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Forests create cloud cover that cools the climate

It’s already widely known that trees and forests sequester carbon, but this is not the only influence that forests have on the climate. According to new research, forests increase cloud cover by up to 15 percent compared to non-forested areas, creating a cooling effect.

“Forests provide a multitude of essential services to human society. These include the capture, storage and regulation of water flows, the improvement of air and water quality, the supply of timber, energy and erosion control, the provision of habitat for biodiversity and livelihoods for humans,” wrote the study authors. 

“There is a particular service that forests have that has come to prominent attention in recent years, and it relates to their interactions with the climate system and their climate change mitigation potential.”

In an effort to examine more closely how forests affect the climate, the experts looked at global satellite images. 

“Earth observations are increasingly showing that trees and forests are impacting climate by affecting biophysical surface properties,” said study co-author Dr. Alessandro Cescatti of the European Commission Joint Research Centre.

The researchers found that the cooling trend doesn’t quite hold for boreal forests in the winter. Forested boreal areas actually showed less cloud cover than non-forested areas in the winter, yet showed more cloud cover in the summer by five percent. The increase in cloud cover is greatest in evergreen needle forests. 

Low-level cloud cover, like that enhanced by forests, creates another cooling effect besides carbon sequestration. Looking at global cloud cover would not be possible without satellite imagery. 

“Without global cloud and land-cover type observations from satellites this study would not have been possible on a global scale,” said Martin Stengel of the Climate Change Initiative Cloud Project, who was not involved in the research. “The authors of this study appreciated the high-spatial resolution of the initiative’s products.”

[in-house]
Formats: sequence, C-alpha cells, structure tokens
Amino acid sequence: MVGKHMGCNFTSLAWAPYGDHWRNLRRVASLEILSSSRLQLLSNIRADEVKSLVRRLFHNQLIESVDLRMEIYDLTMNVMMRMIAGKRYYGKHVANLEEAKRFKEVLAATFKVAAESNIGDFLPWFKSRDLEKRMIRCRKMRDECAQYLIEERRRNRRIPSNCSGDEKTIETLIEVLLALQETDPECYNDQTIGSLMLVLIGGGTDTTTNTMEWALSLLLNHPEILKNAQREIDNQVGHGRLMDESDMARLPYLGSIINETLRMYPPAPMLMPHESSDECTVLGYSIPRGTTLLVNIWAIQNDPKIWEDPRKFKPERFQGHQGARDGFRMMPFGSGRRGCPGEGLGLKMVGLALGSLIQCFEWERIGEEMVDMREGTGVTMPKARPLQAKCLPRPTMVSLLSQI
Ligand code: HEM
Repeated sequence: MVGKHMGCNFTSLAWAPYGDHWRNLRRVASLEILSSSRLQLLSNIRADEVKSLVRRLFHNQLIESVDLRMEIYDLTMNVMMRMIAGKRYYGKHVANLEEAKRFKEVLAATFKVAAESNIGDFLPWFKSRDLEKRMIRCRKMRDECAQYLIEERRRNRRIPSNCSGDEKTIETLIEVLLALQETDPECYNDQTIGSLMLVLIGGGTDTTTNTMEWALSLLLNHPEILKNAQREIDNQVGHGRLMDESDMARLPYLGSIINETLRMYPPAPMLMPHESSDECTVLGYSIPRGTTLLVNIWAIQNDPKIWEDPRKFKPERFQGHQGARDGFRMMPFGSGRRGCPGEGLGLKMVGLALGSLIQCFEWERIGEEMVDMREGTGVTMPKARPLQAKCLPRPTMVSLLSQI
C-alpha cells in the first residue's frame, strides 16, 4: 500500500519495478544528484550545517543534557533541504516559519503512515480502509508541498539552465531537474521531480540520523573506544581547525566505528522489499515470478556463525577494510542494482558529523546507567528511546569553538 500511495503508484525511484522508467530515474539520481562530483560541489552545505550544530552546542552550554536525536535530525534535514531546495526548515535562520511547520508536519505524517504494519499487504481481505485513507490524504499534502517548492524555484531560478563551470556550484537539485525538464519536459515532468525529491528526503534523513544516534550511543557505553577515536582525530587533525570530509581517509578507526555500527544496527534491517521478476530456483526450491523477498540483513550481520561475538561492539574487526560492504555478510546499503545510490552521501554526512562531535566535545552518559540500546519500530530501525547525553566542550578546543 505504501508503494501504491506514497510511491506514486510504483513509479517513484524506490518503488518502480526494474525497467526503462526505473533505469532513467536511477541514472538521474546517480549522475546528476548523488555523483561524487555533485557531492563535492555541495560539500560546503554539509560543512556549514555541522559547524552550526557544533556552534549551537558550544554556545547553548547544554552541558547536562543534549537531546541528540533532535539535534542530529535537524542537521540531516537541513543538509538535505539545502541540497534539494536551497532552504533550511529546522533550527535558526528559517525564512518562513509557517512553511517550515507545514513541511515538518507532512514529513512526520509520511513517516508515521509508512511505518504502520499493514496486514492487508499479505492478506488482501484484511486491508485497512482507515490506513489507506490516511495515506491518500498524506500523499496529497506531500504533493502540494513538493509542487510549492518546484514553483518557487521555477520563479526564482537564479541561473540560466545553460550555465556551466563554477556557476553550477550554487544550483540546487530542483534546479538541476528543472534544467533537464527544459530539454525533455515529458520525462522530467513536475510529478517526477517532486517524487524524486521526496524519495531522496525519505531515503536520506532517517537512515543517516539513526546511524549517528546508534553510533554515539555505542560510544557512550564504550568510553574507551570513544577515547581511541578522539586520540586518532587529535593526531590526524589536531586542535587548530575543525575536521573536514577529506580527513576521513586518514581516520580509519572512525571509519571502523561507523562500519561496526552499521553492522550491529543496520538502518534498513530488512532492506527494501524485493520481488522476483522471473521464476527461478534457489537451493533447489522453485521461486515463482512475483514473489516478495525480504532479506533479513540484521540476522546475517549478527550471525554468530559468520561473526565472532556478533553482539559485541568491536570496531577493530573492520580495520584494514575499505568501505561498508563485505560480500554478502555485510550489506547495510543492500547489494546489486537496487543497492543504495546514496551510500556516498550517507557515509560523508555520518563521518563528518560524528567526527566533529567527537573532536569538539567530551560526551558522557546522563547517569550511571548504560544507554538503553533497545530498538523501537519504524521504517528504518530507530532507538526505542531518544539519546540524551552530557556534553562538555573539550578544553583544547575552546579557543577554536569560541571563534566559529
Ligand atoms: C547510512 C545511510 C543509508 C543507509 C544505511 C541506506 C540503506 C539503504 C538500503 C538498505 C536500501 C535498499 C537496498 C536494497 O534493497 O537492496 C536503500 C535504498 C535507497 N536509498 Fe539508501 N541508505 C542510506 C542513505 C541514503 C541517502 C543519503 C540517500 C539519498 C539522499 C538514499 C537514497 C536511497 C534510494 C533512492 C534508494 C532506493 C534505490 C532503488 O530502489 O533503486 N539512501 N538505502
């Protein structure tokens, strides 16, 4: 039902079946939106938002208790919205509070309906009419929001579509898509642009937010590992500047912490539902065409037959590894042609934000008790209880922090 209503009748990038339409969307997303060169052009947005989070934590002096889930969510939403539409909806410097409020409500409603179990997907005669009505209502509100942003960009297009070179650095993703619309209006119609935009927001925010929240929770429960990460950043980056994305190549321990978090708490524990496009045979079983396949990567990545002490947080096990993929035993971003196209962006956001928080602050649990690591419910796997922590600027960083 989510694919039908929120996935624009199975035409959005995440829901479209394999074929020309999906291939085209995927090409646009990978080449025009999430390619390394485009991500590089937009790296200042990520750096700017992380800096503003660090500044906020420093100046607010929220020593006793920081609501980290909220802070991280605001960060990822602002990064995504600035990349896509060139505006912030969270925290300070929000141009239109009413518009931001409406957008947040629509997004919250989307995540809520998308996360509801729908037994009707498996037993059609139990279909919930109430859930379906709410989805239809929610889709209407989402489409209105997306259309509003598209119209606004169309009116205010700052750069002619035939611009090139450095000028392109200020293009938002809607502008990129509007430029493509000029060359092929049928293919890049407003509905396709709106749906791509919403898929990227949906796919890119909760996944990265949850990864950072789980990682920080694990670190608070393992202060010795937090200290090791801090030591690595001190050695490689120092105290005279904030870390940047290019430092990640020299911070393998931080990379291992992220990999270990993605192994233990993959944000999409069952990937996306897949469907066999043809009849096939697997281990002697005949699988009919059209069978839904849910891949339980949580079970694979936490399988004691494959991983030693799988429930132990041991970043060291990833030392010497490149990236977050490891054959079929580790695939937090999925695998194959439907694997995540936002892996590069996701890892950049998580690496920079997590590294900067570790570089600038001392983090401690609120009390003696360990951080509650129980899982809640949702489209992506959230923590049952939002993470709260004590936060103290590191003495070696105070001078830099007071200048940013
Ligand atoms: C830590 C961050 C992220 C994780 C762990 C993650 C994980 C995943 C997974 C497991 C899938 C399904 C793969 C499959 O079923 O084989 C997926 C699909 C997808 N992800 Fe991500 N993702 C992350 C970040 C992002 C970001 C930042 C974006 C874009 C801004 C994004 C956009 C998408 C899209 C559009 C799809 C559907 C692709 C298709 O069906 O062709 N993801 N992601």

“Studies like this one, based on robust satellite observations, are fundamental to characterize the complexity of the climate system and provide benchmarks for climate model developments,” said Dr. Cescatti.

The scientists noted that their findings should be additional motivation for reforestation. Forests shouldn’t be considered only for their ability to sequester carbon but the many other benefits they give, including a boost in cloud cover. 

“To avoid the more dire consequences of climate change, humankind not only needs to stop emitting greenhouse gases into the atmosphere, but the excess carbon that has already been emitted must also be removed,” wrote the researchers.

“Currently, the most realistic technique to effectively capture carbon (among what are known as negative emission technologies or NETs) is to have it sequestered by trees.”

“However, to reach the necessary mitigation targets this effectively requires expanding the land covered by forests by means of ambitious forest restoration or afforestation programs.”

The study is published in the journal Nature Communications

By Zach Fitzner, Staff Writer

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